These risk factors can be summarized within the following themes:

  • Reproducing and amplifying biases: AI systems are trained on data, and if that data is biased, the AI system will be biased as well. This can lead to discrimination against certain groups of people.
  • Unexpected and/or inadequate behaviors: Ai systems might yield results that are outside of the original intent and design. AI-powered products and services can be used to make decisions that affect people’s jobs, health, and even their freedom. It is therefore essential that AI is used in a way that is fair, ethical, and transparent.
  • Inability to detect and rectify unfair outcomes: AI systems are complex and often operate in ways that are not fully understood. This can create new risks, such as exploitation of the AI system or its use to spread misinformation.

About 79% of senior IT leaders are concerned about the potential for security risks, unexpected behaviors and possible biased outcomes. And as many organizations are trying to figure out AI, product management must work with stakeholders and teams across the org to ensure that models and AI systems are deployed responsibly. 


What is Responsible AI?

There is no universal definition and standard practice that defines and guides the implementation of responsible AI. Instead, organizations have been developing their own principles and practices that reflect their mission and values. We can still identify common themes among a consistent set of ideas which can be applied to any organization. The main themes include:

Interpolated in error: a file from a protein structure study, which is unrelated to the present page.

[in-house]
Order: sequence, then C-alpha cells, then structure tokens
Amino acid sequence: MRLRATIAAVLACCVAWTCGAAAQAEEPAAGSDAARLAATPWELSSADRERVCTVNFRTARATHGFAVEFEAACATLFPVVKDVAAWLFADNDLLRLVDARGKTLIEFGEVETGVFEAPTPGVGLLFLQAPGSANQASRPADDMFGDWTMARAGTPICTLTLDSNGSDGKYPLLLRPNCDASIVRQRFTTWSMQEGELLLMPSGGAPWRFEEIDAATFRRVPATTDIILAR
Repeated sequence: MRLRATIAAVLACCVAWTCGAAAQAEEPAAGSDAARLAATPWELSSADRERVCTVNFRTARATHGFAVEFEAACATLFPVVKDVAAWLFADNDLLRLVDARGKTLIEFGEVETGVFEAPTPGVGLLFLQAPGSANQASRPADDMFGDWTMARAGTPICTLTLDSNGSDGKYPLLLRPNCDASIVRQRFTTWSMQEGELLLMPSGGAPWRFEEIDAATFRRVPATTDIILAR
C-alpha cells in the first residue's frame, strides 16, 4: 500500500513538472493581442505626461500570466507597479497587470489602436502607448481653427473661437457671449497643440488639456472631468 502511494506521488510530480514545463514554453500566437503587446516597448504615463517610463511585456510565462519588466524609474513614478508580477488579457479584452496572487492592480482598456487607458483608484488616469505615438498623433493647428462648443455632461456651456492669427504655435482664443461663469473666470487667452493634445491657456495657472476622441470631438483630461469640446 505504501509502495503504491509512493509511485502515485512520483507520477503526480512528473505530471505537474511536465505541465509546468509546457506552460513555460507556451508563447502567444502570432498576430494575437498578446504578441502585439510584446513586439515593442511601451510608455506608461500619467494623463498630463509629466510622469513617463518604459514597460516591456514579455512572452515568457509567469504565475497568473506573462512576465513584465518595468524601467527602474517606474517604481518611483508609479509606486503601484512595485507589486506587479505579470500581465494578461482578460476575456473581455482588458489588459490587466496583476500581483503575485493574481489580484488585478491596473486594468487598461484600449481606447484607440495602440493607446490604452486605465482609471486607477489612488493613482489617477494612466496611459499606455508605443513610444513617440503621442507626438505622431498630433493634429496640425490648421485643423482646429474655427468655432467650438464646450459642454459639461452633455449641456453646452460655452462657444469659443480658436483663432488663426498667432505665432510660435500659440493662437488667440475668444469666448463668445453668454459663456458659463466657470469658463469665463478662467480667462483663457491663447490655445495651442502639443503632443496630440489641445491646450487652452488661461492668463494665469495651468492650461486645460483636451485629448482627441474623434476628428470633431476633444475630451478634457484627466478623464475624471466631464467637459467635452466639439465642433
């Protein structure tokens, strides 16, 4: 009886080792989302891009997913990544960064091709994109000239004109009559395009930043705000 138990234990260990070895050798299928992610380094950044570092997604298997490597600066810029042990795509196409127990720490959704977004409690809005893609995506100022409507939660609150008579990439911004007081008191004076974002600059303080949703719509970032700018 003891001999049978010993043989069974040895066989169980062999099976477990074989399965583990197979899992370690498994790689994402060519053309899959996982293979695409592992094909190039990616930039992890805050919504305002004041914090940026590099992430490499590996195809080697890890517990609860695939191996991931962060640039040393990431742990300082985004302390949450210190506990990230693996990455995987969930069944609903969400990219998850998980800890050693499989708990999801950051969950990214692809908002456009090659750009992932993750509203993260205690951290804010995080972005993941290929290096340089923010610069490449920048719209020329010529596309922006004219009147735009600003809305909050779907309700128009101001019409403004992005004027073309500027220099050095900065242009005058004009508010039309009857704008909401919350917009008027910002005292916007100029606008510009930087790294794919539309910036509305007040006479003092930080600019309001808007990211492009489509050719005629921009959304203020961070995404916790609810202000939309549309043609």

• Transparency
  • Fairness
  • Accountability
  • Privacy
  • Accuracy and Reliability


Principles of Responsible AI

These principles can only go so far if the organization lacks an ethical AI practice to operationalize them. An ethical AI practice within an organization will operationalize its AI principles, governance processes, and tools that together embody their values and guide its approach to product development and deployment. This practice should provide more cohesion among product management, data science, engineering, privacy, legal, user research, design, and accessibility. 

For example, Google defines its approach to responsible AI as a commitment that: AI is built for everyone, it is accountable and safe, it respects privacy and is driven by scientific excellence. In June, 2018, Google published its 7 principles for responsible AI – providing a framework to guide decision-making and the incorporation of responsibility by design into AI systems and products. Here is an overview of Google’s 7 Principles of Responsible AI:

  1. AI should be socially beneficial: Any AI product should take into account a broad range of social and economic factors and can only proceed if the overall benefits substantially exceed the risks or downsides.
  2. AI should avoid creating or reinforcing unfair bias: Care should be taken with the data that’s selected for training models and systems to avoid unjust effects on people, particularly those related to sensitive characteristics.
  3. AI should be built and tested for safety: Ai systems need constant oversight, you can’t just “set-it and forget-it”. Certain automation can help the review process by collecting and analyzing metadata from the AI system. Ultimately, humans need to be in the testing loop checking the output for accuracy, bias and unintended behaviors.